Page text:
Digital Photography Principles – Center of Interest

Good pictures are not created by chance. One has to be equipped with basic principles of composition. The arrangement of the elements in a picture can be influenced to catch the attention of the viewers. When taking a photo, you need to consider the position of each and every element in the picture.

One very important skill in photography is called “center of interest.” Centering involves placing the subject in the center of the frame. It is not necessarily that the subjects to be exactly centered. Some subjects which are centered can still use the rule of thirds.

Why use the principle of center of interest?

Here are the reasons why every photographer should apply “center of interest” in their photography work:

To draw attention to the subject

For you to draw attention in an effective way to the point of interest, try centering, especially when the composition is busy and when there are many similar objects that compete for attention. This is because eyes will always go straight to the center stage of the image. Centering different and strong subjects helps draw attention too. 
Also, when there are few items in the composition, you can place the object at the center of the image. If you want to take photographs of stand-alone objects without showing the background and foreground and the subject filling the frame, centering will focus on the subject itself and help toward the overall aesthetics of the final product.

To create a sense of space or size

In order to create a sense of space and size, centering can be used. When a subject surrounded by either smaller or larger objects is centered, the size of the subject is emphasized. For example, if a house photographed in the middle of a big pasture area, a sense of ‘smallness’ is created.


Centering can as well be used to create a sense of belonging to a space or a sense of loss. If you photograph a child surrounded by many toys, you create an atmosphere where the child belongs to space which is around them. Equally, if you photograph a child surrounded by toys and a small empty space around the child before the toys , a sense of loss and separation is created. 
In both pictures, the child is the center of attention. The blank space in the second image would be centered with the child as it becomes part of the center of attention and the barrier to the toys.

To overcome location difficulties

Some subjects or backgrounds/foregrounds will not allow you to compose according to the golden ratio or rule of thirds. In some instances, the only photograph you can take is a centered one.


In other cases, the background or foreground objects may be distracting or when an element to the side of subject intrudes on the image and the subject is not centered. When such events occur, you should center the subject.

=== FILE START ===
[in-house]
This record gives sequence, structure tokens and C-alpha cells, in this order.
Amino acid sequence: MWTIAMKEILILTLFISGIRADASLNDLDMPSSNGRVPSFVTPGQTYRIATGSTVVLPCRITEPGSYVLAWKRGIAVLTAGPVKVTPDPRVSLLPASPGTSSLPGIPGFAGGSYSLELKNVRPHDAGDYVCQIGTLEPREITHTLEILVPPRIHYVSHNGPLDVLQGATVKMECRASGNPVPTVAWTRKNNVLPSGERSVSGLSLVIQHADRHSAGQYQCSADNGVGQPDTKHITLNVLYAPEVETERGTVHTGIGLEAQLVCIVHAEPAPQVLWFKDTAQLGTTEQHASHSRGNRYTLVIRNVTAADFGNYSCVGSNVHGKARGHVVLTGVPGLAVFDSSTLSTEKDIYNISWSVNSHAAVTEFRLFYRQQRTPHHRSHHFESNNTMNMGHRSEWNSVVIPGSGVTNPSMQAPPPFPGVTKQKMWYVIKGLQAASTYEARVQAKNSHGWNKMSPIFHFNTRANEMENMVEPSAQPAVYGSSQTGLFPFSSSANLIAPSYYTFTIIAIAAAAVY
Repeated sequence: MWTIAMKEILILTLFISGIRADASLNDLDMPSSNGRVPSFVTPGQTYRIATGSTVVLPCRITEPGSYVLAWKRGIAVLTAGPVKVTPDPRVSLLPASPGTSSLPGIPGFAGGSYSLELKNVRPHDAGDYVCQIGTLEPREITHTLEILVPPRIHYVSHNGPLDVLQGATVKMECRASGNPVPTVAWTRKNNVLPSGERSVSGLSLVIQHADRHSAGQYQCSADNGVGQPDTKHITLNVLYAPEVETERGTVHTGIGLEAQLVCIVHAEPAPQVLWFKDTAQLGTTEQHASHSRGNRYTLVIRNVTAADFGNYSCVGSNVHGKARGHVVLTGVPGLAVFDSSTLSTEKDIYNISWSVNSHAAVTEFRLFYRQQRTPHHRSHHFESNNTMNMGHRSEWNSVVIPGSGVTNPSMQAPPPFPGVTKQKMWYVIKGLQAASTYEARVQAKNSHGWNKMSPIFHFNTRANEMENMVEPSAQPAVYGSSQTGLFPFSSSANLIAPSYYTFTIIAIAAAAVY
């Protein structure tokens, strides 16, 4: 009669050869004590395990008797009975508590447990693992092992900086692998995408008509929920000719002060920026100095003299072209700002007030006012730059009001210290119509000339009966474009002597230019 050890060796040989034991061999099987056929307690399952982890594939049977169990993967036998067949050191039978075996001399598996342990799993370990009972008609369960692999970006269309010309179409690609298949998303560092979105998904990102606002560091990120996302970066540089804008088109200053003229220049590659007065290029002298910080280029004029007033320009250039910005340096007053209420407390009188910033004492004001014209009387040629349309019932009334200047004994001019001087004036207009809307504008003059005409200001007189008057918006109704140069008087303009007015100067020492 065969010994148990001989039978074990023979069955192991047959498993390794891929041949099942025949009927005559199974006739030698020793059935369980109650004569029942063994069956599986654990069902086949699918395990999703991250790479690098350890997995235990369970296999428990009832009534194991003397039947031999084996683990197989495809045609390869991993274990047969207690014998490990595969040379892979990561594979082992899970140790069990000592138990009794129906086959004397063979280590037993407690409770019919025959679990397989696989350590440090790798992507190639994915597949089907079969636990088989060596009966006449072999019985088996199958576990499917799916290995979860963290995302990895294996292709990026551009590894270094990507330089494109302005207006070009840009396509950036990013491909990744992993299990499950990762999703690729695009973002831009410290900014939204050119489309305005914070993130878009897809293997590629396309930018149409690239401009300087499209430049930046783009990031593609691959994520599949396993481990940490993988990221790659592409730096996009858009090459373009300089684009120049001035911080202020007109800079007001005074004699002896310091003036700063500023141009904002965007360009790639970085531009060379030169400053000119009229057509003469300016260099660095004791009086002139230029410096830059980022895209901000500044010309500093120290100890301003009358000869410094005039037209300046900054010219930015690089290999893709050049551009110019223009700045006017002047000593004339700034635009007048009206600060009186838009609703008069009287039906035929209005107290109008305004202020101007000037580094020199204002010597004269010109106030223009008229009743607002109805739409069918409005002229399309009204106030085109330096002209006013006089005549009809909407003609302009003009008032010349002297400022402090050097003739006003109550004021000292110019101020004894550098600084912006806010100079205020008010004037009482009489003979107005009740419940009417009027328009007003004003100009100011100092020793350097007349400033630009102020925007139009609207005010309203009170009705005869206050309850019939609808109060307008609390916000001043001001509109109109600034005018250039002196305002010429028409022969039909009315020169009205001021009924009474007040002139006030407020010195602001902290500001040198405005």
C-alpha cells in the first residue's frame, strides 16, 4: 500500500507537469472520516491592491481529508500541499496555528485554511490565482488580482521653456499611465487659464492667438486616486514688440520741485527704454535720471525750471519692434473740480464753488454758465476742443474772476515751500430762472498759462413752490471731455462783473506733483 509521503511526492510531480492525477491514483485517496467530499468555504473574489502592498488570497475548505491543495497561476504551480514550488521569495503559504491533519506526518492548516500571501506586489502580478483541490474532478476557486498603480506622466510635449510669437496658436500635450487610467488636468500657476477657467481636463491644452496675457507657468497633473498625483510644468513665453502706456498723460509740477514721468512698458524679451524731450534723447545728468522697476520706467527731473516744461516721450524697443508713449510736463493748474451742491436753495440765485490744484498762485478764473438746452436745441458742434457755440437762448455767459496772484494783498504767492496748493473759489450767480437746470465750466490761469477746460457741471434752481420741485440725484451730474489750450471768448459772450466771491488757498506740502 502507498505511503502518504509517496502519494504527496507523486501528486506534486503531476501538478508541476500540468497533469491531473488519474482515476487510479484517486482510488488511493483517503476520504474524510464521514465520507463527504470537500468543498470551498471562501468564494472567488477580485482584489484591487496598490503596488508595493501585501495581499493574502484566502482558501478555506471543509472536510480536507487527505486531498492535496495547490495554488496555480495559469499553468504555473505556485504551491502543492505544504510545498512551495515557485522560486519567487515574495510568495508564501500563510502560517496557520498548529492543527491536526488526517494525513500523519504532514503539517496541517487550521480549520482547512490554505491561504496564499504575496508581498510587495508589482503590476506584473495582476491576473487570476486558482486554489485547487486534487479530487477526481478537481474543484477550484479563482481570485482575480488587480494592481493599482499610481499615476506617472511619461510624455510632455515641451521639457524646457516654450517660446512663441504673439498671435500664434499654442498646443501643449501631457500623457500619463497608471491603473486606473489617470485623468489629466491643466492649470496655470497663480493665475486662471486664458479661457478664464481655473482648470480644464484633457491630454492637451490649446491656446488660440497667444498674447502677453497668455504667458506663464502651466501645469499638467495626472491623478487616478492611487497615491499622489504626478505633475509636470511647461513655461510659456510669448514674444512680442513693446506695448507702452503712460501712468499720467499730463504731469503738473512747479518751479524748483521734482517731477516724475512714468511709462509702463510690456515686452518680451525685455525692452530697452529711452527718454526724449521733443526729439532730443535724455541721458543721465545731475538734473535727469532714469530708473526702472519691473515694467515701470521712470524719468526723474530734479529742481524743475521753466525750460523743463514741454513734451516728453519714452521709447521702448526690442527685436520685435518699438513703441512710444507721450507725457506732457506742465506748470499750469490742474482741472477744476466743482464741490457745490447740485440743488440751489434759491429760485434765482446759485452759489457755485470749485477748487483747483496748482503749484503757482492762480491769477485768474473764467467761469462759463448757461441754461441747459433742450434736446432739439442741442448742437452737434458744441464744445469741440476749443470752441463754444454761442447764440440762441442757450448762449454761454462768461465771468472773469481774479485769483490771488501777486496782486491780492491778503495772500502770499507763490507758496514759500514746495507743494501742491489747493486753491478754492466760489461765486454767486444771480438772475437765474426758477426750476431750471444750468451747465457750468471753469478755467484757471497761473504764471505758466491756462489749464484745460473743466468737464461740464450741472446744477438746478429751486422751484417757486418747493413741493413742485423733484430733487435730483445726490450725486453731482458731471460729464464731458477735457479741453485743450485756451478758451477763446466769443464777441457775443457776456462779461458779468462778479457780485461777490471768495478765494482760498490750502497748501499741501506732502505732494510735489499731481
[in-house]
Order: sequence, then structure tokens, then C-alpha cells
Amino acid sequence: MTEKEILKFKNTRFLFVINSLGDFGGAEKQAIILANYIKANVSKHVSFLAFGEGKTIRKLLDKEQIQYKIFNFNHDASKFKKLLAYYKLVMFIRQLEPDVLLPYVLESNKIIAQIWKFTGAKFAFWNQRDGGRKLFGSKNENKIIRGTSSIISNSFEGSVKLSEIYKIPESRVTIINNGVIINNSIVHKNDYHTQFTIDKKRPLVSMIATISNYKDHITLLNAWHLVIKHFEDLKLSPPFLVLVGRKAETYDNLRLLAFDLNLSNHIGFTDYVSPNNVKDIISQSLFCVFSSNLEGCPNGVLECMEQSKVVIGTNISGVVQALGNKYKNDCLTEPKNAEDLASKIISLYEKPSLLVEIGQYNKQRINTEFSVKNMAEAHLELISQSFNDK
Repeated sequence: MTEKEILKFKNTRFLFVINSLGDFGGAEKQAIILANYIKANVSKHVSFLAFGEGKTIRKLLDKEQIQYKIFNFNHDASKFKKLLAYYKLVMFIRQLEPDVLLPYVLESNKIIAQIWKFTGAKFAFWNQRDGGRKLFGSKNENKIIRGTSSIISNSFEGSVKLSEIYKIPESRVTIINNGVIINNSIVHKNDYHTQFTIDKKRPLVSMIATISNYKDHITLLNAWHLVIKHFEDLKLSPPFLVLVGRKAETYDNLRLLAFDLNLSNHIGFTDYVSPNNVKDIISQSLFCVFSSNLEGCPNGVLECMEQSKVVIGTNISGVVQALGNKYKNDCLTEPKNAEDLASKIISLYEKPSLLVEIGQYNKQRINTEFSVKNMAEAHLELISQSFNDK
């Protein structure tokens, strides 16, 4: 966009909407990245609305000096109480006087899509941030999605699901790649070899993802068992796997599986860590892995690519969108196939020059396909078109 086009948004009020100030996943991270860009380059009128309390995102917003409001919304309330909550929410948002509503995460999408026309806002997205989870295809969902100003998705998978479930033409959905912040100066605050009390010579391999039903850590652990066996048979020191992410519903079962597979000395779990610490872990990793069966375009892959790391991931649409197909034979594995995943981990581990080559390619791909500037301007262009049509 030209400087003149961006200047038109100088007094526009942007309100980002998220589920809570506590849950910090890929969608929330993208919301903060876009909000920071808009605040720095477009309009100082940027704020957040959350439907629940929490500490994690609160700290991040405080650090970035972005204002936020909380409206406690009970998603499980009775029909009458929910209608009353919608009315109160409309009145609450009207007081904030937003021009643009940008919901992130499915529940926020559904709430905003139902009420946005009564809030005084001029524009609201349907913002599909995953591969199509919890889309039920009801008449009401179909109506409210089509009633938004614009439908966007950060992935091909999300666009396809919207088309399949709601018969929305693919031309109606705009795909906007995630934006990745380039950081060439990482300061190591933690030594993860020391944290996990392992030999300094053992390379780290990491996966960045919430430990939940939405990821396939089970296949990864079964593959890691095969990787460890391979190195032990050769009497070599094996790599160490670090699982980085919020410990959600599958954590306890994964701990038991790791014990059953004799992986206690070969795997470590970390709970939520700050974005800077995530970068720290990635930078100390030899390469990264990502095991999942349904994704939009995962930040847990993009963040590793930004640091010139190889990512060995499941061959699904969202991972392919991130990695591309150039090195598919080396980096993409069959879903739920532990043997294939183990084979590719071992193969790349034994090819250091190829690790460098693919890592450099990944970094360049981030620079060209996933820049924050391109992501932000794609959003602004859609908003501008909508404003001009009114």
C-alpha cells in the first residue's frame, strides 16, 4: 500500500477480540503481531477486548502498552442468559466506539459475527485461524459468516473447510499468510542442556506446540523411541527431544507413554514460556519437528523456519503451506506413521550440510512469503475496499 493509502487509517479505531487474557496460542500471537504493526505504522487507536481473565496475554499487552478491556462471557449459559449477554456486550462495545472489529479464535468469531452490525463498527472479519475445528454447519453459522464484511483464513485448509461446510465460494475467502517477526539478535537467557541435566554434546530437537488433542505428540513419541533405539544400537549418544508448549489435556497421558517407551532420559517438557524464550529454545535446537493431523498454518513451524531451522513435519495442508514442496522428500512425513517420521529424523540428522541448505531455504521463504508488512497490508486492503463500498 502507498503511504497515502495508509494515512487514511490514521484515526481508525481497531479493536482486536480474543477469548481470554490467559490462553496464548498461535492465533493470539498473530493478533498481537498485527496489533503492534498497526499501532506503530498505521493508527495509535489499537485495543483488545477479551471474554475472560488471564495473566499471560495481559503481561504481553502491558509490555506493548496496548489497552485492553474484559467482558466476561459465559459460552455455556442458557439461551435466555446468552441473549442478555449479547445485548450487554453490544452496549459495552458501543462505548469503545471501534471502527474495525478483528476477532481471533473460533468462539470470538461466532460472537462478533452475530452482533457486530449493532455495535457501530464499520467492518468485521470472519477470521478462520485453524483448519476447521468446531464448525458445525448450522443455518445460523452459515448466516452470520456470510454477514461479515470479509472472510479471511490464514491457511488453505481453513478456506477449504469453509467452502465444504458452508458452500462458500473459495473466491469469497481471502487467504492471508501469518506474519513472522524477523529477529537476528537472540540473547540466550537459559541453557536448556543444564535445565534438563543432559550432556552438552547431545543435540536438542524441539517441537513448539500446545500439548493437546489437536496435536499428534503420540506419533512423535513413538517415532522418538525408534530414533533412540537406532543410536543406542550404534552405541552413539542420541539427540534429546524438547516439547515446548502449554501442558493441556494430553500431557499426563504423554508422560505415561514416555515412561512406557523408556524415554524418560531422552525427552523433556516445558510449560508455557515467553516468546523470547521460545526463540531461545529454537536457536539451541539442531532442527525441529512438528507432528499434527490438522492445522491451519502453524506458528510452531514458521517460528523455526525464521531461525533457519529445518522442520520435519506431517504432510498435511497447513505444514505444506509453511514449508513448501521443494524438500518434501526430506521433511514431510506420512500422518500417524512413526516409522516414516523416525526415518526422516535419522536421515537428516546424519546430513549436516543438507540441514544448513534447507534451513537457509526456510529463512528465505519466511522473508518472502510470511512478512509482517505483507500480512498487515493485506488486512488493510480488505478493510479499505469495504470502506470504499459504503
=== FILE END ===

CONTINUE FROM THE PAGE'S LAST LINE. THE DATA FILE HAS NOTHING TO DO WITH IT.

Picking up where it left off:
A centered subject commands more positive attention than a subject with a lamppost behind his/her head.

Related References

Quote – Found In Painting

I found things I could say with color and shapes that I couldn’t say in any other way…things I had no words for.

— Georgia O’Keeffe

Poetry – THE EARTH AGE

On the caves of time
again they draw their lines
and circles. Earthmen. Born to prove
that they can reason and compute
a way to survive.

Now primitives in space,
they hunt with atom spears
the bright eye targets of the night,
and cry their mammoth victories
across the cosmic waste.

There they create anew
high mysteries and truths,
with satellites as shrines, and wire
the electronic brain they use
to command the light.

— Elizabeth Bartlett

Poetry – Trees

     I think that I shall never see
     A poem lovely as a tree.    

A tree whose hungry mouth is prest
     Against the earth’s sweet flowing breast;

     A tree that looks at God all day,
     And lifts her leafy arms to pray;

     A tree that may in Summer wear
     A nest of robins in her hair;

     Upon whose bosom snow has lain;
     Who intimately lives with rain.

     Poems are made by fools like me,
     But only God can make a tree.

— Joyce Kilmer

Poetry – The Days of the Month

A short poem from a book of poems called “POEMS: Every Child Should Know” by “The What-Every-Child-Should-Know-Library”.  This is a song and memory aid for children, which I remember from my youth and which I thought was still useful today.

Thirty days hath September,

April, June, and November;

February has twenty-eight alone.

All the rest have thirty-one,

Excepting leap-year—that’s the time

When February’s days are twenty-nine.


–By anonymous